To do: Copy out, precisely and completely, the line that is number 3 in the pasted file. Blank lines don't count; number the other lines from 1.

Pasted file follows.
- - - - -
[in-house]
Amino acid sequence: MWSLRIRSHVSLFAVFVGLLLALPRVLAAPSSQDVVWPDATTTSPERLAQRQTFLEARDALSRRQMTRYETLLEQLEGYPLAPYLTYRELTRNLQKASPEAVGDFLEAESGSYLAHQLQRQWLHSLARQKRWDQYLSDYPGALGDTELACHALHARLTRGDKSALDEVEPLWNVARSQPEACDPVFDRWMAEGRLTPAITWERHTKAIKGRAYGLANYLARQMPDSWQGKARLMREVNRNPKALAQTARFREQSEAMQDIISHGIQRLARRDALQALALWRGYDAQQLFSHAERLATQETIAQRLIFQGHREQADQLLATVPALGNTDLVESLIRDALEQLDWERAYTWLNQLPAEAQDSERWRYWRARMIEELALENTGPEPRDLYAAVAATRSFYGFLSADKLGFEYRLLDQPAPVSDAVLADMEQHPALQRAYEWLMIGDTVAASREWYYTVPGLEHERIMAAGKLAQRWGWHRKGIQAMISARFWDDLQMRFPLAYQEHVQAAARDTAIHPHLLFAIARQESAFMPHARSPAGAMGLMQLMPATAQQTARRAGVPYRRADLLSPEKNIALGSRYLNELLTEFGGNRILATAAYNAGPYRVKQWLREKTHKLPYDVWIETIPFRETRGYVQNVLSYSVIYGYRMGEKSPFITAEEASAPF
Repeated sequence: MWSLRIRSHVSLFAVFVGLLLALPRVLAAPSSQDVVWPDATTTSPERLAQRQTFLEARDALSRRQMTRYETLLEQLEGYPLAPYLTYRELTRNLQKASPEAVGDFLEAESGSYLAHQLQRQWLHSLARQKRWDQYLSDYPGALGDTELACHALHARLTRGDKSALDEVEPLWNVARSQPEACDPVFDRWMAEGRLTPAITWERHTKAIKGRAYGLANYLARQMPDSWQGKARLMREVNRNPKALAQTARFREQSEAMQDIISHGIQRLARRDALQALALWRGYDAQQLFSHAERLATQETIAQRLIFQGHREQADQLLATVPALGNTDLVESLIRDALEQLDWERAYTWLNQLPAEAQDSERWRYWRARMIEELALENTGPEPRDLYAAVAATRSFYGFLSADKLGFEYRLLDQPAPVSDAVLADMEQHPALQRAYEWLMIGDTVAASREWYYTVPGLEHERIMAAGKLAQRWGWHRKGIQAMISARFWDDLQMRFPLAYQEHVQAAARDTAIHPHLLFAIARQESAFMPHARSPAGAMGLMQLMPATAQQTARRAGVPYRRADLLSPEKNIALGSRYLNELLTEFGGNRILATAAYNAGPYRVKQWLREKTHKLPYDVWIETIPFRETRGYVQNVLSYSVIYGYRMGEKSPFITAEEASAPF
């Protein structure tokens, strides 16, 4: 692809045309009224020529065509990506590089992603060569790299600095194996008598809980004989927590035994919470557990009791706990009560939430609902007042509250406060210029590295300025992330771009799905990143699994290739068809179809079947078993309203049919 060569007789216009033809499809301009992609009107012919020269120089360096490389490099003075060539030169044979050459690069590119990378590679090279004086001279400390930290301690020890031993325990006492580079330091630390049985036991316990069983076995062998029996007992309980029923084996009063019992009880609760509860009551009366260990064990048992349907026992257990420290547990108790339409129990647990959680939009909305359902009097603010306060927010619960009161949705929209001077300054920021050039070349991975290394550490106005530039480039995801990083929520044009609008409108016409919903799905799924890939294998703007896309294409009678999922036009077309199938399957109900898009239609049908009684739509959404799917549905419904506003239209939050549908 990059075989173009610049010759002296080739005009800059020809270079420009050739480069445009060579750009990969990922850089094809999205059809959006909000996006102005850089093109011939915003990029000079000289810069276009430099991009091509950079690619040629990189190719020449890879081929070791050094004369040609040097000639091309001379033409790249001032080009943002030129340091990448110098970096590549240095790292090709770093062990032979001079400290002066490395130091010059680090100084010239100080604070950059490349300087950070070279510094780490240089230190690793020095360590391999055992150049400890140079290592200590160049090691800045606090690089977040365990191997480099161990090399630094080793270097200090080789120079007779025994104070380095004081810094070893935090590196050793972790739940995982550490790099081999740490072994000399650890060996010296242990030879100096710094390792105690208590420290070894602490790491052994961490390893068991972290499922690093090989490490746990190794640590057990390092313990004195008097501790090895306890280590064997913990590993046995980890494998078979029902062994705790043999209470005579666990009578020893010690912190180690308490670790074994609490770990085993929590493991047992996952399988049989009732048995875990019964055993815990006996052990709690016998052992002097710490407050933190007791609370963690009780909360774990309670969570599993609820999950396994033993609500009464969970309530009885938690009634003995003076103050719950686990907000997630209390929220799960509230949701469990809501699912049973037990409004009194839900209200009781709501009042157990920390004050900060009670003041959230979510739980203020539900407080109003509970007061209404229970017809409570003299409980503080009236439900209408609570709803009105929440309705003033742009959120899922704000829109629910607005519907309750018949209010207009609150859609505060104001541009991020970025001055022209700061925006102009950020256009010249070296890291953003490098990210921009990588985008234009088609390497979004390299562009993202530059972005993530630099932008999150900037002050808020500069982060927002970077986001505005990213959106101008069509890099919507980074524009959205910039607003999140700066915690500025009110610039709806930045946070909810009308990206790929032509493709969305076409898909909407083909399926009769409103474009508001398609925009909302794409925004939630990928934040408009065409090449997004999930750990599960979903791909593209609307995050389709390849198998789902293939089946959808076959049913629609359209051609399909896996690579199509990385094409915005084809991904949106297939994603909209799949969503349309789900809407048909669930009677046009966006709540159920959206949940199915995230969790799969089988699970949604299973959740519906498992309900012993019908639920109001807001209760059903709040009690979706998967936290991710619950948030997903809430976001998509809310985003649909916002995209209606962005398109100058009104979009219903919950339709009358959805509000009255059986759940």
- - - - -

Repeated sequence: MWSLRIRSHVSLFAVFVGLLLALPRVLAAPSSQDVVWPDATTTSPERLAQRQTFLEARDALSRRQMTRYETLLEQLEGYPLAPYLTYRELTRNLQKASPEAVGDFLEAESGSYLAHQLQRQWLHSLARQKRWDQYLSDYPGALGDTELACHALHARLTRGDKSALDEVEPLWNVARSQPEACDPVFDRWMAEGRLTPAITWERHTKAIKGRAYGLANYLARQMPDSWQGKARLMREVNRNPKALAQTARFREQSEAMQDIISHGIQRLARRDALQALALWRGYDAQQLFSHAERLATQETIAQRLIFQGHREQADQLLATVPALGNTDLVESLIRDALEQLDWERAYTWLNQLPAEAQDSERWRYWRARMIEELALENTGPEPRDLYAAVAATRSFYGFLSADKLGFEYRLLDQPAPVSDAVLADMEQHPALQRAYEWLMIGDTVAASREWYYTVPGLEHERIMAAGKLAQRWGWHRKGIQAMISARFWDDLQMRFPLAYQEHVQAAARDTAIHPHLLFAIARQESAFMPHARSPAGAMGLMQLMPATAQQTARRAGVPYRRADLLSPEKNIALGSRYLNELLTEFGGNRILATAAYNAGPYRVKQWLREKTHKLPYDVWIETIPFRETRGYVQNVLSYSVIYGYRMGEKSPFITAEEASAPF